Plans to make Central Lancashire’s councils carbon neutral by 2030 could be threatened by proposed government changes to energy efficiency standards in new homes.
The Ministry of Housing, Communities and Local Government (MHCLG) wants to reduce carbon emissions from the average new home by 80 percent by 2025 – and is planning on introducing an intermediate target of between a 20 and 30 percent reduction from next year.
But the proposed changes to building regulations mean local authorities would lose the power to set tougher standards in their own areas.
Preston, Chorley and South Ribble councils are currently in the process of drawing up a joint local plan which will guide development in the region through to the mid-2030s.
A consultation document on the plan includes a goal for the three authorities to go carbon neutral 20 years ahead of the government target for the rest of the country – which is currently set at 2050. Emission reductions from new homes would be a key plank of the region’s aspirations.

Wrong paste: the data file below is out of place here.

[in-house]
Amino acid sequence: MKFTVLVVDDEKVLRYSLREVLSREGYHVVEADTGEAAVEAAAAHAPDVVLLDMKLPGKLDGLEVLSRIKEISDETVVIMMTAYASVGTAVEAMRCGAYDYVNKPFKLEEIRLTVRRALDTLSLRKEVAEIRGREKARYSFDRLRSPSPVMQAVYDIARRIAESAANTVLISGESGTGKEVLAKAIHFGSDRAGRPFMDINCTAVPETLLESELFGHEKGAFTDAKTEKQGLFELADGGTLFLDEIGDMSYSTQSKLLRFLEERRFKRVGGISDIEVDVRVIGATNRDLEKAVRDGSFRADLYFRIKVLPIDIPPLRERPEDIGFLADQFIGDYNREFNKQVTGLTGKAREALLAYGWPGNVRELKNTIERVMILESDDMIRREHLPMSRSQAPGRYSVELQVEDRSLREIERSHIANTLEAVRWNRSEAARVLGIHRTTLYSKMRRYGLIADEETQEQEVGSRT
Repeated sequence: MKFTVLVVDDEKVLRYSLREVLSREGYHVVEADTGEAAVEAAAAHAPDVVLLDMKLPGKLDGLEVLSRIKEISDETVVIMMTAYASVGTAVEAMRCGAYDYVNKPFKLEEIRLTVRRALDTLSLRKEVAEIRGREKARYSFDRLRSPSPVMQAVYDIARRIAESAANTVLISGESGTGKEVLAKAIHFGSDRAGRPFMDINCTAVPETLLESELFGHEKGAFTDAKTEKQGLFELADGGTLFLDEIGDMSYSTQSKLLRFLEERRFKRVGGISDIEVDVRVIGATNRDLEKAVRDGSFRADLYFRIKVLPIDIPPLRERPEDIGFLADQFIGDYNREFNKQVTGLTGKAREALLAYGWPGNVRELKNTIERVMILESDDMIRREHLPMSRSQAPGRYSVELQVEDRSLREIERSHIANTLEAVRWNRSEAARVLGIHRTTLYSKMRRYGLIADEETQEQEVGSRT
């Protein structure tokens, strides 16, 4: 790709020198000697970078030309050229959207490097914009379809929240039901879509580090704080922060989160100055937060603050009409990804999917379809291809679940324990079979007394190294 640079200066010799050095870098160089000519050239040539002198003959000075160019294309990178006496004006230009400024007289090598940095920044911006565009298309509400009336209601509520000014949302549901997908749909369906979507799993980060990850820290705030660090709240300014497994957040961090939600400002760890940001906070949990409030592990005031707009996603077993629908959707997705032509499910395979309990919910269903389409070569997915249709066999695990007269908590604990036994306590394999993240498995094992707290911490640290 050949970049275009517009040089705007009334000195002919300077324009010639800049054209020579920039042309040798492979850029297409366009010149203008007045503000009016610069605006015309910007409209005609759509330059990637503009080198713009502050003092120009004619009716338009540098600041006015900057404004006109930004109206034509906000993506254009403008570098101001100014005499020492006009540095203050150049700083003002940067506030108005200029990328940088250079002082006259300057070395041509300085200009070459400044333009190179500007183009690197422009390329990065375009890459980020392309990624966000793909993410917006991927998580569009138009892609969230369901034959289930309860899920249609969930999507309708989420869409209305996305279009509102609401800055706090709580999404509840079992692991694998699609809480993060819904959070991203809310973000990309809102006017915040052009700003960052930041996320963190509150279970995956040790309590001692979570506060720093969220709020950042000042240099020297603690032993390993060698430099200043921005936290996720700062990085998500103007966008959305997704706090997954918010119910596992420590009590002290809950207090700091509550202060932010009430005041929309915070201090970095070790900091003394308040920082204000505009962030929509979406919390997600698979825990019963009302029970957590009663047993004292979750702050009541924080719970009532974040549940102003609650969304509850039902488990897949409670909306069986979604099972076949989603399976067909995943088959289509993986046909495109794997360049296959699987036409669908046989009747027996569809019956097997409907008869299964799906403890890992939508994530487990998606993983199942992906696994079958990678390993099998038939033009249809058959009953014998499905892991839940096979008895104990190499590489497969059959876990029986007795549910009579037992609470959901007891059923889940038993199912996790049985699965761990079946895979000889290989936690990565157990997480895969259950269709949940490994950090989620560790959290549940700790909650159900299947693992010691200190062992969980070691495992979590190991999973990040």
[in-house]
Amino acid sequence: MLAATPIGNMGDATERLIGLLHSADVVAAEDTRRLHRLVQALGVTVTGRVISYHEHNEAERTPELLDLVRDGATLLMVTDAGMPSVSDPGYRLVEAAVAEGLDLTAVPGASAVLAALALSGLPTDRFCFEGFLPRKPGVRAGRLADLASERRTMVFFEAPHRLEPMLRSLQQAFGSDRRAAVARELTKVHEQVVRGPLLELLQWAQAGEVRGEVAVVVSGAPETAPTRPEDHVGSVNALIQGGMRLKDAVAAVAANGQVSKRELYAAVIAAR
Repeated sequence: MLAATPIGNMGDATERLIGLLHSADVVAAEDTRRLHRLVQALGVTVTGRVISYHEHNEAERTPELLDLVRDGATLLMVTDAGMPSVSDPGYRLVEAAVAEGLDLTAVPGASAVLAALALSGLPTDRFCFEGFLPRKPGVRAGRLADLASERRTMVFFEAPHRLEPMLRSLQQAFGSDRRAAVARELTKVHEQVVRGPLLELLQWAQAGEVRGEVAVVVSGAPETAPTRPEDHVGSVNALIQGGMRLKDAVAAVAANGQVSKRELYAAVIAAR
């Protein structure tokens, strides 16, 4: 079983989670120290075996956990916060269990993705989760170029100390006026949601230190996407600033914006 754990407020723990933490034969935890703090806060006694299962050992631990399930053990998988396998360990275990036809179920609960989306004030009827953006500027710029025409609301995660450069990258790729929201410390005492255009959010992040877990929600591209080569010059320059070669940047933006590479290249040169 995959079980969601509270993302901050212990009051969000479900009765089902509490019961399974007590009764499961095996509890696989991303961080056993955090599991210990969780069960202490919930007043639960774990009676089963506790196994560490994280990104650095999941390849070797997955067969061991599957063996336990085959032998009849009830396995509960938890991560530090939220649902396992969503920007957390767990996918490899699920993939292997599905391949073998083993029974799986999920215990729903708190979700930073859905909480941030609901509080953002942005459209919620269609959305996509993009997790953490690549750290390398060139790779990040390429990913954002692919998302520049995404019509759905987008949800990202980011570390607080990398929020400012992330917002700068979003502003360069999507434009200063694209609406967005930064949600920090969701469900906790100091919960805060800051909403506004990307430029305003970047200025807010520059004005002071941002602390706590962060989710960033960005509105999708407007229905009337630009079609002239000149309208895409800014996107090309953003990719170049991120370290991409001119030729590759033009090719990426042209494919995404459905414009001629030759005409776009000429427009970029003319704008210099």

“We can have local policies which exceed the [new] building regulations, but they won’t have any teeth and couldn’t be enforced,” Zoe Whiteside, development manager at Chorley Council, told a meeting of the Central Lancashire strategic planning committee.
The government is currently consulting on the exact level of housing emission reductions to be introduced in 2020. But Chris Blackburn, Preston City Council’s senior planning officer, warned of the need to pursue a local trajectory if Central Lancashire’s overall net zero carbon target is to be met.
“I don’t think we can proceed safe in the knowledge that building regulations will cover this,” he said.
The meeting heard that the region has time to amend its local plan – which is due to be adopted by 2022 – depending on what is ultimately decided by the government.
“We’ve got time, but, according to David Attenborough, the penguins haven’t,” warned Preston City Council’s deputy leader Peter Moss.
The two options being consulted upon by the government under its Future Homes Standard would see an emissions reduction target next year of either 20 percent – achieved through the use of triple glazing and minimising heat loss through walls and ceilings – or 31 percent, delivered by carbon-saving technology such as solar panels and a slightly lesser focus on preventing heat escape.
“We propose to remove the ability of local planning authorities to set higher energy efficiency standards than those in the Building Regulations,” the MHCLG document explains.
“This has led to disparate energy efficiency standards across the country and can create inefficiencies in supply chains, labour and, potentially, quality of outcomes. Removing this ability will create certainty and consistency.”